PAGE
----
Religion

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Photo Blog ~ The Grotto

Published August 2, 2018 by tindertender

Some of the pictures are slightly blurry after crop and enlargement. The sight was beautiful and so peaceful.

The artwork is amazing! The detail in some of the faces shows the awesome skill of the person who formed these plaques.

I was stopped by a gal who asked if I were Catholic since I had attended the Daily Mass. I told her I was fascinated by all who sought the Divine …

There were tiled paintings, and fabric paintings, and wood carvings.

If you ever find yourself in the Oregon, and like the trees, and plants, and art, look up the Grotto. It’s only a $7 entry fee.

But then … you’ve pretty much seen it all here. I would have photo’d the labyrinth after walking it, but by the time I finished there were many others on it.

I hear it is beautiful in the Spring, when the flowers first bloom. There were some flowers, but mostly just the beautiful green of the trees and plants. It was so hushed and serene … I spent two and a half hours wandering around.

One thing I will say, it’s a shame that a beautiful site such as this actually has to post big signs all over the parking lot stating not to leave valuables in the car. One would think that a sacred place might be honored, respected and safe.

Dropping The Barrier

Published March 23, 2018 by tindertender

Open Path.jpg

Rigid beliefs will keep people from each other, they will maintain that each are different. People will think that their way is right while others are wrong. Some will be accepted while others are rejected. This is seen in religion most noticeably.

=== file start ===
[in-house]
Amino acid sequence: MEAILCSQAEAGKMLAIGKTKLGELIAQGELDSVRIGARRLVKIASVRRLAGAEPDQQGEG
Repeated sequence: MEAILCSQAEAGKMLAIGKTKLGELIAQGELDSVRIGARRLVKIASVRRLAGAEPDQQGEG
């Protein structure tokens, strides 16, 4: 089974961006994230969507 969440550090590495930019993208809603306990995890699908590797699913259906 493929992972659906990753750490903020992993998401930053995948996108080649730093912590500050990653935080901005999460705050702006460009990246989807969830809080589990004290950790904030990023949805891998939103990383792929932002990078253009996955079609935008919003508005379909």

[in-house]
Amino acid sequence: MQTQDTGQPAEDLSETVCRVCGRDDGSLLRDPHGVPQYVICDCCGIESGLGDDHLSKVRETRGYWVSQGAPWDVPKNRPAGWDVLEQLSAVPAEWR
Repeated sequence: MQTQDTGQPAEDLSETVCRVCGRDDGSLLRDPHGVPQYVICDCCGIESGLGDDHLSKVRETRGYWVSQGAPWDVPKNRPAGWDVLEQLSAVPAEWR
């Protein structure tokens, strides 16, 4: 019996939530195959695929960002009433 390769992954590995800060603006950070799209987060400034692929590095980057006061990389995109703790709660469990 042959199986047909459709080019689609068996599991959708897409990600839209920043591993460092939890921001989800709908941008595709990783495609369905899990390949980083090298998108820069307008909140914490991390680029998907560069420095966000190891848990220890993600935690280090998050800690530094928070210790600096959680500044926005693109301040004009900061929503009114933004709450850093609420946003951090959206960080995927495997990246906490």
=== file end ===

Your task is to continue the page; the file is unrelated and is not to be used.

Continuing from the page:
The idea of separateness is taught and developed over time which grows a chasm between us all. It’s based on skin color, gender, the group affiliated with. People adopt the beliefs of others, hoping to fit in, to belong.

Duality is the culprit much of the time, good and bad, right and wrong, in or out. Whole societies are molded from this and there are those who never even question it.

Leave the heart door open. Shutting it down to anyone based on their looks or sects associated with takes away opportunity which can benefit all parties. Life is about assisting each other, not claiming authority over anyone, but in sharing what we know so that all may rise.

The Bride Of Christ

Published November 2, 2017 by tindertender

John 10:29-31
29My Father who has given them to Me is greater than all. No one can snatch them out of My Father’s hand. 30I and the Father are one. 31At this, the Jews again picked up stones to stone Him.…

The ‘church’ has taught that they as a whole are the Bride of Christ, but what if it is much more personal than that? What if the Bride, who has ‘made herself ready’ will actually be in union with Christ, as He is with the Father?

Revelation 19:6-7
6
And I heard a sound like the roar of a great multitude, like the rushing of many waters, and like a mighty rumbling of thunder, crying out: “Hallelujah! For our Lord God, the Almighty, reigns. 7Let us rejoice and celebrate and give Him the glory. For the marriage of the Lamb has come, and His bride has made herself ready.

Sound far fetched? Perhaps, however it isn’t so far fetched as many of the teachings over the years, and actually makes more sense.

There are many people who claim they have been possessed by demons throughout time, indwelt, who cause them to do very bad things. They claim god put them to task, and they were only obeying. This phenomena is wide-spread over the world and cannot be shrugged off as some sort of mass mental illness. No, there is something deeper going on here.

Bride and Christ union

What if the marriage of the Lamb is something similar to that which Jesus claimed, only instead of madness, there is a great good to come.

Many wish to be the Bride, you may be one of them who quietly ponders it. If the Bride puts substances which are harmful into the body then she is not pure … drugs, alcohol, anti-depressants, pain killers, polluted waters, chemicals in foods, smoking … it is my belief all of these things have been carefully put in place to keep the bride from waking, from preparing, from coming into ‘readiness’.